We all wish for the ideal customer service rep: that Bill Gates-Mother Teresa hybrid who can solve the trickiest product issue while soothing the soul of the most distraught crying customer. Unfortunately most people tend to be better at one of these skill sets over the other. That doesn’t mean you have to compromise on the level of customer service you’re providing.
Playing to your call agents’ strengths
The first thing to realize is that, regardless of your product type, there are strong and weak reps among both personality types. Your call center managers can likely point out the people on your floor with the fewest number call-backs. Here are some insights into the reasons behind those numbers.
You know the techies on your crew: they’re the gadget people, the early adopters who took the job because they love the products.
The high-performing techie call agents are dedicated to getting to the bottom of the technical issue. They’re professionally polite to the customer and are willing to dig deep into job aids and other resources to fix complicated problems. And they’ll fix those problem in a single call. Result: satisfied customers.
The low-performing techies do a poor job of being polite and make little effort to investigate anything beyond standard issues. They tend to be overly focused on reducing call their handling time instead of the number of repeat calls. If they can’t fix a problem using the first-pass tricks and tools, they’ll quickly hand it off to another department, or even back to the customer. Result: angry call-backs.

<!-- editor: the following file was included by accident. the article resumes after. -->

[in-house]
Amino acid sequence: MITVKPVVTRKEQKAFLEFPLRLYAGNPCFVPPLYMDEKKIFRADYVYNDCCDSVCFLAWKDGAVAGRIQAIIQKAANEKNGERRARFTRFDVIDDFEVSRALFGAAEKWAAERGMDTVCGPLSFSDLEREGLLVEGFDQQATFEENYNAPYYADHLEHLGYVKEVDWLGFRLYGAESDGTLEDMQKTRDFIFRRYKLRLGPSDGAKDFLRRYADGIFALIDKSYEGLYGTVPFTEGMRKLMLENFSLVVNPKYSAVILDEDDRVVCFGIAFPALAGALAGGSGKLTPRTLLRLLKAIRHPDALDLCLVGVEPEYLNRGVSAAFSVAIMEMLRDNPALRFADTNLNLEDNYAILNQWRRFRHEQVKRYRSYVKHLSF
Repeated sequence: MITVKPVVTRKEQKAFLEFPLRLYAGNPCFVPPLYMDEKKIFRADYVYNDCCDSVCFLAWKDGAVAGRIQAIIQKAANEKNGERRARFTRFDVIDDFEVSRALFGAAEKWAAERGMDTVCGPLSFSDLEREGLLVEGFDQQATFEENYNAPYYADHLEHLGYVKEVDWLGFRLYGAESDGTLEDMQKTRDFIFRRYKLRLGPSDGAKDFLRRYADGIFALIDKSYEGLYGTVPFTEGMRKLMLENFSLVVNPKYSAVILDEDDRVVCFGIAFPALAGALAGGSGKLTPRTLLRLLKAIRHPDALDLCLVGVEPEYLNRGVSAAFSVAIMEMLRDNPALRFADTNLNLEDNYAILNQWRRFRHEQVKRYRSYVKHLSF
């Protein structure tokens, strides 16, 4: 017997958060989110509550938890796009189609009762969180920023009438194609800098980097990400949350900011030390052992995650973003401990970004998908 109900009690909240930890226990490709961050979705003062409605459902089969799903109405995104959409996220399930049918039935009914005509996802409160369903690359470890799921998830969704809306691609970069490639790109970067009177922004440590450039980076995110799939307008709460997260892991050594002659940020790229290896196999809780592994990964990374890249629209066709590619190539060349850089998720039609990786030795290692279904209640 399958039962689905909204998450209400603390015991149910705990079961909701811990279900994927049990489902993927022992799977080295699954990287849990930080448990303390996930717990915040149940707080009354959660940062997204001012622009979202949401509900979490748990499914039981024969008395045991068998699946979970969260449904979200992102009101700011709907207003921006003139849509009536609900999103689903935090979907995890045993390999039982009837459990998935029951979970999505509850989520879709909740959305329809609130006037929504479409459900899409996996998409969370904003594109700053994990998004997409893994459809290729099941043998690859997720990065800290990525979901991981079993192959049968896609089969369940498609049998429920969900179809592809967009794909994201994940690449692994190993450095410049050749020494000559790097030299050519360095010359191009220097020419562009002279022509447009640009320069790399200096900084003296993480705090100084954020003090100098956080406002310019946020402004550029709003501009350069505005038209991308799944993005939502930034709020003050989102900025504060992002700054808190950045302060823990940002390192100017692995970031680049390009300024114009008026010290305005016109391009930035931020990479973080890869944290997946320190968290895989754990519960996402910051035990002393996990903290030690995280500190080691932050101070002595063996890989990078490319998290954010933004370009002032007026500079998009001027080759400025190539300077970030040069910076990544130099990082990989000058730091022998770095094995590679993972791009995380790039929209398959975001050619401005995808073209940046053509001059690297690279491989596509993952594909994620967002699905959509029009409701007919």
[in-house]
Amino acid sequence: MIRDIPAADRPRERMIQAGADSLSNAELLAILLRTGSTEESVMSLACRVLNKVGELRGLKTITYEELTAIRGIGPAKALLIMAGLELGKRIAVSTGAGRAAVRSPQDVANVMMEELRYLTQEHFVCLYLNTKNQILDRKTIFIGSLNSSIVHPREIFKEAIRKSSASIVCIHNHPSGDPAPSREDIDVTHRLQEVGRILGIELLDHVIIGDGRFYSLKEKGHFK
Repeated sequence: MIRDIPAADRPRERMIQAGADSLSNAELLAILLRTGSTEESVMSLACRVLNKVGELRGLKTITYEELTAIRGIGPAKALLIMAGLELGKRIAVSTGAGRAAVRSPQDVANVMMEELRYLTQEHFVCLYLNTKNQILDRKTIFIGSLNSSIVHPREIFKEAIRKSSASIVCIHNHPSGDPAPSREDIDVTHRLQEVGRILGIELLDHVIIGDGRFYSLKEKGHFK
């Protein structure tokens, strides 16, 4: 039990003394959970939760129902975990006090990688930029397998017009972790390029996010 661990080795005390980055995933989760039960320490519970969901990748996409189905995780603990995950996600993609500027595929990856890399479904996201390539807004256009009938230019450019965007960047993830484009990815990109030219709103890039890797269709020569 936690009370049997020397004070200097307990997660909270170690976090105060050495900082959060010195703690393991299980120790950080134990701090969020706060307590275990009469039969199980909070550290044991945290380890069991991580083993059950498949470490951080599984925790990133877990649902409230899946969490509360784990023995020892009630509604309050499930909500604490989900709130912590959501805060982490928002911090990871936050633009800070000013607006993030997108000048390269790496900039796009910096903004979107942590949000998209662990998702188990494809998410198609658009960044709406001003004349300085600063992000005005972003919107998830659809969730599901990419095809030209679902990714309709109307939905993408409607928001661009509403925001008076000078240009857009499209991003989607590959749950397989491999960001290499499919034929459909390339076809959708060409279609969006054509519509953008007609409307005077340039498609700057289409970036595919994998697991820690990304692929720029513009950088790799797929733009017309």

The people people
These are the folks who smile unconsciously the second they answer the call. They love helping people and care much more about the customers than the products.
Like the best techies, high-performers in this category make extensive use of resources to solve tricky problems (something they need to rely on a bit more than the techies do). The advantage they have over the high performing techies is that they also have a talent for picking up on cues that tell them how the customer is doing–i.e., whether the caller is following along, calming down, or getting more frustrated–and adjust their approach accordingly. Result: happy customers.
Low-performing people people are easily stumped by unusual problems, as well as by the available problem-solving resources at their disposal. They simply don’t understand the problem well enough to know where to look for help. In an effort to be nice, they risk providing incorrect guidance. This leaves the customer happy when they hang up the phone (the first time). Inevitably, though, the customer ends up calling back angry once they discover that their issue wasn’t resolved after all. Result: angry call-backs.
Once these patterns are better understood, the core elements can be incorporated into employee training that plays up each person’s strengths without trying to turn them into something they’re not.
Here’s the matrix to keep all of this straight. Interested in finding out more about how this can work for your organization? Contact me.